For Families

The following sections from Developing Authentic Partnerships with Families of Dual Language Learners: A Toolkit for Educators of Children Ages Birth to Five provide information, videos, and activities for families with concrete ideas for supporting their child’s multilingualism. Topics include:

  1.  How your family’s language goals and practices support multilingualism
  2. How play supports your child’s home language
  3. How reading supports your child’s home language

Developing Authentic Partnerships with Families of Dual Language Learners: A Toolkit for Educators of Children Ages Birth to Five was developed in partnership with the Office of the Fresno County Superintendent of Schools.


1. How Your Family’s Language Goals and Practices Support Multilingualism

This handout and accompanying videos offer a way for you and your family to share your ideas about the language goals you hold for your child. After watching short videos of families, you can reflect on what you saw and how it relates to your own family’s approach to multilingualism. Communicating in your home language is critical to children’s language development. A strong start in the home language can help children become multilingual and can foster socio-emotional well-being through stronger family ties, positive multilingual self-identity, and cultural connections.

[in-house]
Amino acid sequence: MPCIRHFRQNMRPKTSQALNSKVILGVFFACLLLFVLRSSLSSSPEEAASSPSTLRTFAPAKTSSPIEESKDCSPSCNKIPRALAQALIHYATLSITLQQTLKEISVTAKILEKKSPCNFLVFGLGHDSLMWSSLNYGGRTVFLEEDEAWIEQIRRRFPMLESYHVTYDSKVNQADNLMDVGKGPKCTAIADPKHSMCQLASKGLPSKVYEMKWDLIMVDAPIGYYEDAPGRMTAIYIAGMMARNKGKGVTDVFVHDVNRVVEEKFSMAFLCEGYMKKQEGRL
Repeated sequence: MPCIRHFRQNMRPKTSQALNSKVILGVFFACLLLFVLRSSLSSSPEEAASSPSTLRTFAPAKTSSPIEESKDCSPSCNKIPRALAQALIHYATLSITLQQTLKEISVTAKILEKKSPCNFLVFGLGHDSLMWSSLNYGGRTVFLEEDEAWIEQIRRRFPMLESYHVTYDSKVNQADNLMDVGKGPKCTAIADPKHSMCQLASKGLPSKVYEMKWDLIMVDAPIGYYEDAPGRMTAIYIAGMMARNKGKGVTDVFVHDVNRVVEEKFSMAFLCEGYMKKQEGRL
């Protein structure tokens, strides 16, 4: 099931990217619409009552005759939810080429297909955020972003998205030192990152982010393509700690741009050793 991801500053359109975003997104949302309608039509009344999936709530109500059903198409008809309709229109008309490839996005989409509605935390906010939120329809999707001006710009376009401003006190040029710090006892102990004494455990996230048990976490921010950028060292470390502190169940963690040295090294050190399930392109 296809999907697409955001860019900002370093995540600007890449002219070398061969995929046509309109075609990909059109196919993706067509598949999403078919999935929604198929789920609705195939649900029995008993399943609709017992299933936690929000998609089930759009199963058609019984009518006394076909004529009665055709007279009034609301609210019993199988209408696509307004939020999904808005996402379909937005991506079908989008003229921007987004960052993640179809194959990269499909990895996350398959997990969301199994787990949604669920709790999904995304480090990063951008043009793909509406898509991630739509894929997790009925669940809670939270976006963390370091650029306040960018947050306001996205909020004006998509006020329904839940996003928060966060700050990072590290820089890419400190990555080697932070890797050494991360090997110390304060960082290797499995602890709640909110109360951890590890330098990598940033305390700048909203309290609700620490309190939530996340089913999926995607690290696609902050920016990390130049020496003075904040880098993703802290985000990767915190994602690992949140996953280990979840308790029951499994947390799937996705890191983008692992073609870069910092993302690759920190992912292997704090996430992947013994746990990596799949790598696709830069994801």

Play Video

Family Language Goals and Practices for Julian

Play Video

Family Language Goals and Practices for Max

Play Video

Family Language Goals and Practices for Zadie

2. How Play Supports Your Child’s Home Language

This handout and accompanying videos offer a way for you and your family to share your ideas on the connections between home language development and everyday play interactions. After watching two short videos of families, you can reflect on what you saw and how it relates to your own family’s way of interacting. Communicating in your home language when playing with your child is critical to their language development. A strong start in the home language can help children become multilingual and can foster social–emotional well-being through stronger family ties, positive multilingual self-identity, and cultural connections.

Play Video

Julian Plays with Grandpa

Play Video

Zadie Plays with Mom and Grandma

3. How Reading Supports Your Child’s Home Language

This handout and accompanying videos offer a way for you and your family to share your ideas on the connections between home language development and everyday reading interactions. After watching two short videos of families, you can reflect on what you saw and how it relates to your own family’s way of interacting. Communicating in your home language when reading with your child is critical to their language development. A strong start in the home language can help children become multilingual and can foster social–emotional well-being through stronger family ties, positive multilingual self-identity, and cultural connections.